Almost everyone who attended Pack Expo seemed to have an issue with their operations or a situation that needed straightening out. At least, this was the message from the exhibitors at the nation’s largest packaging trade show held recently in Chicago. 

Throughout the 1.2 million square feet of exhibit space, packaging suppliers focused not only on showcasing the latest in technology, but also on problem-solving alternatives for bakers and snack makers.

Certainly, consumer packaged goods (CPG) companies face a litany of operational challenges at a time when many of them see ample opportunities for expanding their businesses.

The combination of changes in consumer behavior, workforce challenges, requests for new packaging formats and the often-frustrating need for greater capacity has driven a record 40% increase in sales of packaging between 2019 and 2022, according to just-released research by PMMI, the association for packaging and processing technologies and sponsor of Pack Expo.

PMMI also stated that sales are projected to remain above average for the next few years before stabilizing around a 4% growth rate.

Moreover, two-thirds of CPGs have increased their spending on automation in the past three years while almost none have reduced it, noted PMMI’s 2022 report on “The Future of Automation of Packaging and Processing.”

Jorge Izquierdo, vice president, market development, PMMI, pointed out that COVID-19 and the associated health concerns initially fueled primary packaging demand as consumer made most of their meals at home and relied on supermarkets sales of packaged food to get all the ingredients.

Then as these issues abated, the labor shortage hit with a vengeance, and CPGs flocked to buy case packing and other forms of automation to alleviate labor-intensive secondary packaging and end of the line processes.

“The situation went from ‘Let’s push more product out of the door’ to ‘Let’s do the same but with fewer people,’ ” he explained. “We thought this aggressive growth would come to an end, and it did not. We just changed the drivers that are causing this growth.”

It’s not just about the shortage of workers, but also about skill levels. As a result, PMMI’s automation study shows that 97% of CPGs would like to see more enhanced training from machine builders.

“Believe me, nobody wants to replace any people,” Mr. Izquierdo said. “They want to hold on to the people they already have. Some of the challenges they are facing are about retention and how to deal with new people they are hiring. They’re looking at how to use more intuitive automation to speed up their training and make that training shorter; how to empower operators by making help available through remote access that’s quicker and faster; and how you can help an operator oversee the operation of two or maybe three lines.”

For wholesale bakeries, the packaging room is the most labor-intensive area. That’s why innovation has focused on automation without complication.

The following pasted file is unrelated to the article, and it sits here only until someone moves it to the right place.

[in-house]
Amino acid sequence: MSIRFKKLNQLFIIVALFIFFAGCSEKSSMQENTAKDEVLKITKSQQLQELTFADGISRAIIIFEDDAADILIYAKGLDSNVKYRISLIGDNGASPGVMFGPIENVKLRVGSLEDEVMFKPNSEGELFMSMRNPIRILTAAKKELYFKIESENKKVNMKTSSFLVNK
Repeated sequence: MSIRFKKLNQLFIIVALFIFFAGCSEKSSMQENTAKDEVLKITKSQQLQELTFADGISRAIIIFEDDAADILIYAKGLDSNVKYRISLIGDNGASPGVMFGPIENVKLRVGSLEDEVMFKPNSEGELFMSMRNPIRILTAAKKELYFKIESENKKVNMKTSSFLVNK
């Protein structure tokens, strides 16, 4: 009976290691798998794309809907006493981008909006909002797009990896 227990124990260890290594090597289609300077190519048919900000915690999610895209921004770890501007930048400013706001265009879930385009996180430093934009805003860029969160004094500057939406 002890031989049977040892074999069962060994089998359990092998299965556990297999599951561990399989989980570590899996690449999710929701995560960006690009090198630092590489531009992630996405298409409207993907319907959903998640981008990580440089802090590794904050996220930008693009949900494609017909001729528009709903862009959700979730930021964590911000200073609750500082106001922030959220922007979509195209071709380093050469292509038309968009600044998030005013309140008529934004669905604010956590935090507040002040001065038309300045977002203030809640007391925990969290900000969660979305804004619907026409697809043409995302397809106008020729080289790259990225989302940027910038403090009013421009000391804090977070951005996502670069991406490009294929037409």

Or to put it bluntly, make it simple for everyone so that even the rookies in the bakery or snack operation can start up and operate a packaging line.

“In a context of labor shortages with a less experienced workforce, we need to transition toward not only automated slicing, wrapping and handling but also to automated setup,” said Martin Dalbec, product group leader, AMF PackTech, an AMF Bakery Systems brand. “This will allow operations to perform faster product changeovers and not rely solely on operator experience to act quickly.”

Many companies have standardized digital controls by color-coding functions, using recipe-driven menus and replacing words with universally recognized symbols, noted Jason Hogue, southeast sales manager, BluePrint Automation.

“If your user interface is more app-looking like an iPhone that everyone knows how to use, then it really simplifies the operation,” he said. “It’s more about mimicking what people use every day than having a complex HMI that only an engineer can use.”

Jeff Almond, industry manager, snack food packaging for Heat and Control, said the emphasis has been on eliminating the number of decisions an operator needs to make.

“By doing that, we’ve enabled snack manufacturers to require fewer people to operate additional lines, and they don’t have to make as many decisions as they have done in the past with the ones they have to operate,” he said. “We know there’s a lot of turnover in labor, and once you train somebody, they may leave. That’s why we’re making the equipment simpler to operate and giving them the ability to run two or more machines to help companies justify the automation by reducing their labor count.”

Specifically, Heat and Control reduced the number of parameters and baselined many of the decisions required to run baggers, case packers and other systems efficiently

Maintenance techs, Mr. Almond added, still have access to more detailed data if they need to troubleshoot or provide routine upkeep on equipment.

“We want operators to select the speed, make sure they have the right film on the roll, pick a couple other parameters and push ‘start’ and take off,” he said. “Before, they had to make 20 decisions. They now only have to make four or five.”

When it comes to packaging innovation, bells and whistles are music to engineers’ ears, but too many of them just create a lot of noise and confusion for baking and snack producers.

With the labor shortage and the need for greater capacity, keeping it simple is the smartest way to solve problems and drive efficiency in the long run.

This article is an excerpt from the December 2022 issue of Baking & Snack. To read the entire feature on Packaging Innovations, click here.